The importance of this observation is in my memory bank. In 1980 during the President Limann regime of the 3rd Republic, a symposium on the first budget of Finance Minister Prof. George Benneh was held at the auditorium of the now School of Business at Legon and among the participating speakers was the late JH Mensah representing the opposition Popular Front Party [PFP]. If my memory serves me right, I think it was Goosie Tanoh, who asked him about the need for long term economic planning in our budgets.

You have to remember this was at the height of the Cold War and this was a loaded question directed at the rightist party in Ghana and predecessor of the current ruling New Patriotic Party of the 4th Republic. JH simply and swiftly responded; ‘’the long term is a series of short terms,’’ to cheers from the audience.


The relevance of these examples is that at the vetting of the Senior Minister early last year, he spent some time debunking the logicality of the 40-year development plan for Ghana as proposed by the outgoing National Planning and Development Commission of Dr Nii Moi Thompson. Mr Osafo-Marfo claimed vigorously that such long term planning ties the hands of succeeding governments and by implication, cannot be acceptable to the New Patriotic Party (NPP)government. What has therefore changed to effect this dramatic volte-face in perspectives regarding the new bond because the Cold War ended long ago?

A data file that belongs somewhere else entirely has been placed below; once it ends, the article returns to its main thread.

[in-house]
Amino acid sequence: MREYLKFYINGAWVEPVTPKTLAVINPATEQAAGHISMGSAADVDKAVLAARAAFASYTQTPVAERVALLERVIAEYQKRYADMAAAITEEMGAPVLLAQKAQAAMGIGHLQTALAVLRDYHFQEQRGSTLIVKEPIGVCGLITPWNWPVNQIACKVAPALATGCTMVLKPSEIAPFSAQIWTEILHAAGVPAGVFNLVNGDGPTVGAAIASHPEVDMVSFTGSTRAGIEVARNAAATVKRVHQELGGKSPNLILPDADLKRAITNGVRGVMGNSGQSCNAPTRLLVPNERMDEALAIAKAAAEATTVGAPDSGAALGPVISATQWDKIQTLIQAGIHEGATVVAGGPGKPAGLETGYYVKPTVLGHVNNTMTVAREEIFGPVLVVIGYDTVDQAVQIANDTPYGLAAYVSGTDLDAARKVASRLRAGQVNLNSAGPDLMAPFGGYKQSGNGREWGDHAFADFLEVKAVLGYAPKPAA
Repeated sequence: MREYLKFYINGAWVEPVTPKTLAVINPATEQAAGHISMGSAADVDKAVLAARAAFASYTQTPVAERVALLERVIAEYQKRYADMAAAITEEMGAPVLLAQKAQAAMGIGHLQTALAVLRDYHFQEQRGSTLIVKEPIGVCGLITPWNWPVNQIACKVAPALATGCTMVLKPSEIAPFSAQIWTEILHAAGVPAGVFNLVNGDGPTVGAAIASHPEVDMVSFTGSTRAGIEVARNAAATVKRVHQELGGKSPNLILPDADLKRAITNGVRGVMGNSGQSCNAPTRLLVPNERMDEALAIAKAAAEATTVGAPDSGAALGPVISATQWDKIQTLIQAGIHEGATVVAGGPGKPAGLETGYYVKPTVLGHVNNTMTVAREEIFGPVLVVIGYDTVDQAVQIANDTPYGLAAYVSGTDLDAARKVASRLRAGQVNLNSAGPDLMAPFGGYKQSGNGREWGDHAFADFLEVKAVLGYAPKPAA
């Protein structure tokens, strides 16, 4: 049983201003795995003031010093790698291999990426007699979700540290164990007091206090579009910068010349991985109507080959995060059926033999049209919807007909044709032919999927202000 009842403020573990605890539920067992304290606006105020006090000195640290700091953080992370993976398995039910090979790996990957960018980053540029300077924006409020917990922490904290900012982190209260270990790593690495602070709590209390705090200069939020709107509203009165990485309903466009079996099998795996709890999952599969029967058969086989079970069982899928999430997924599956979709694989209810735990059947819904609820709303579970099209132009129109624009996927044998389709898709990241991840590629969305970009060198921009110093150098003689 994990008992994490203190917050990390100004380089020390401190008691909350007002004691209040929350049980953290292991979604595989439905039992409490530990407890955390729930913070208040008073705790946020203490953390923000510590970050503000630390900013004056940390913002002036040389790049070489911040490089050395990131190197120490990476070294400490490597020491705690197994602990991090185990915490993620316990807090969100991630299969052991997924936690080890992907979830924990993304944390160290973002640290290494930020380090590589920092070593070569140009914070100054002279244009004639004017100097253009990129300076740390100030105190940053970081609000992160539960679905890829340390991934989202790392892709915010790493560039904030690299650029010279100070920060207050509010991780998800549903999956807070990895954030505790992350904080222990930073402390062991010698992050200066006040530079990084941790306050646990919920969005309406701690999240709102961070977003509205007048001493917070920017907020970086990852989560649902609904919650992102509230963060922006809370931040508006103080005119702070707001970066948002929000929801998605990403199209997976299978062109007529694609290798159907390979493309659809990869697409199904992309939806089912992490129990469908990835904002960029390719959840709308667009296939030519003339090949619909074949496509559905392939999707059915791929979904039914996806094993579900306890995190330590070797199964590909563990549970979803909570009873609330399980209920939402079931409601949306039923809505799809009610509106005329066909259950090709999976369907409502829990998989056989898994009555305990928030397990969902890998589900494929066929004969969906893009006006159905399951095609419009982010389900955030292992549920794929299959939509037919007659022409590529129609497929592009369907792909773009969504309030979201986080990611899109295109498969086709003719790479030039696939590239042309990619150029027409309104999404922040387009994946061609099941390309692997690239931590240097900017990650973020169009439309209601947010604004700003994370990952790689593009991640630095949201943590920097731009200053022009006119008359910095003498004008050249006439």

Obviously, two things come to mind immediately. The need for infrastructure on which alone accelerated development can rest is now an indisputable fact in development thinking and perspectives. Secondly, this acceptance represents an abandonment without apology to Ghanaians of the fervent NPP belief that voters cannot eat infrastructure.

For the wittily wicked, one may point out the considerable commissions paid out to selected actors in any such huge financial engineering that attract the vultures in our politics. Fifty billion dollars is no chicken feed everywhere on this planet so the pickings would be similarly huge.

Thirdly and most importantly, why does President Akufo-Addo and the ruling NPP believe that infrastructure built by them will not and cannot suffer the same electoral reception by Ghanaians?

A bond open to both local and foreign investors is of double certainty a loan contracted by a government which declared on the rooftops that all necessary monies for development could be found in Ghana, and there is therefore no need to seek for outside funds for this. This was absorbed by Ghanaians hence their vote in 2016.

It would be convenient for purposes of analysis to ask how current the plans of government regarding planning would be in 2050, for example, only 32 years hence and a third of the distance. The whole idea sounds so fanciful that detailed analysis may result in ridiculous assertions.

I will only advise the NPP to take the 1980 admonition of JH Mensah, plan very short term, execute successfully, and they will naturally in the passage of time, flow into a development structure that will satisfy voters and improve our livelihoods.

My readers will notice I made no reference to American concerns and Chinese ingenuity because in reality, our development is not about them but us. Our lies will not lubricate any lives.